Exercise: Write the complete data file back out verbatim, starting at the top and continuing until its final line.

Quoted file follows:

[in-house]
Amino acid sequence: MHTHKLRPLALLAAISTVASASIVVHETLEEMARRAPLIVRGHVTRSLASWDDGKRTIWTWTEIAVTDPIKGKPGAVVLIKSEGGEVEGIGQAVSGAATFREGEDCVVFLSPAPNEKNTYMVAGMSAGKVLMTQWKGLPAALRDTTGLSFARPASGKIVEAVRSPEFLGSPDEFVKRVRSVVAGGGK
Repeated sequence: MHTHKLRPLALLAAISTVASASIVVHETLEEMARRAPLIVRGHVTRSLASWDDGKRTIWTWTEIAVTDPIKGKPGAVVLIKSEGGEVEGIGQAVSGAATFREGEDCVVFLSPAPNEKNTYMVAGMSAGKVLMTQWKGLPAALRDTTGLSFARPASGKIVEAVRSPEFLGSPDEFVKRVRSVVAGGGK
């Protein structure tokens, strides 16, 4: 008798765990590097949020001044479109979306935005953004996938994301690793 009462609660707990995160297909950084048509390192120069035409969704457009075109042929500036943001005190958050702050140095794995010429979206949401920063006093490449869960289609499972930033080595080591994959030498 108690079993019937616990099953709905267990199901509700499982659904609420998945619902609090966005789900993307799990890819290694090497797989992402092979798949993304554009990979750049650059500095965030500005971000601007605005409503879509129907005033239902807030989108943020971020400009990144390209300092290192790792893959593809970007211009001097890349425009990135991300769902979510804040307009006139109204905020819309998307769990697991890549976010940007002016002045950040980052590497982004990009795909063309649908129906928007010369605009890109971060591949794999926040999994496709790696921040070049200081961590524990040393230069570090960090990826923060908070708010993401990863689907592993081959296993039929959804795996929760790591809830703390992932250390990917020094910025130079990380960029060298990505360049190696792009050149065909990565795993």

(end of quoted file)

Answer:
[in-house]
Amino acid sequence: MHTHKLRPLALLAAISTVASASIVVHETLEEMARRAPLIVRGHVTRSLASWDDGKRTIWTWTEIAVTDPIKGKPGAVVLIKSEGGEVEGIGQAVSGAATFREGEDCVVFLSPAPNEKNTYMVAGMSAGKVLMTQWKGLPAALRDTTGLSFARPASGKIVEAVRSPEFLGSPDEFVKRVRSVVAGGGK
Repeated sequence: MHTHKLRPLALLAAISTVASASIVVHETLEEMARRAPLIVRGHVTRSLASWDDGKRTIWTWTEIAVTDPIKGKPGAVVLIKSEGGEVEGIGQAVSGAATFREGEDCVVFLSPAPNEKNTYMVAGMSAGKVLMTQWKGLPAALRDTTGLSFARPASGKIVEAVRSPEFLGSPDEFVKRVRSVVAGGGK
């Protein structure tokens, strides 16, 4: 008798765990590097949020001044479109979306935005953004996938994301690793 009462609660707990995160297909950084048509390192120069035409969704457009075109042929500036943001005190958050702050140095794995010429979206949401920063006093490449869960289609499972930033080595080591994959030498 108690079993019937616990099953709905267990199901509700499982659904609420998945619902609090966005789900993307799990890819290694090497797989992402092979798949993304554009990979750049650059500095965030500005971000601007605005409503879509129907005033239902807030989108943020971020400009990144390209300092290192790792893959593809970007211009001097890349425009990135991300769902979510804040307009006139109204905020819309998307769990697991890549976010940007002016002045950040980052590497982004990009795909063309649908129906928007010369605009890109971060591949794999926040999994496709790696921040070049200081961590524990040393230069570090960090990826923060908070708010993401990863689907592993081959296993039929959804795996929760790591809830703390992932250390990917020094910025130079990380960029060298990505360049190696792009050149065909990565795993």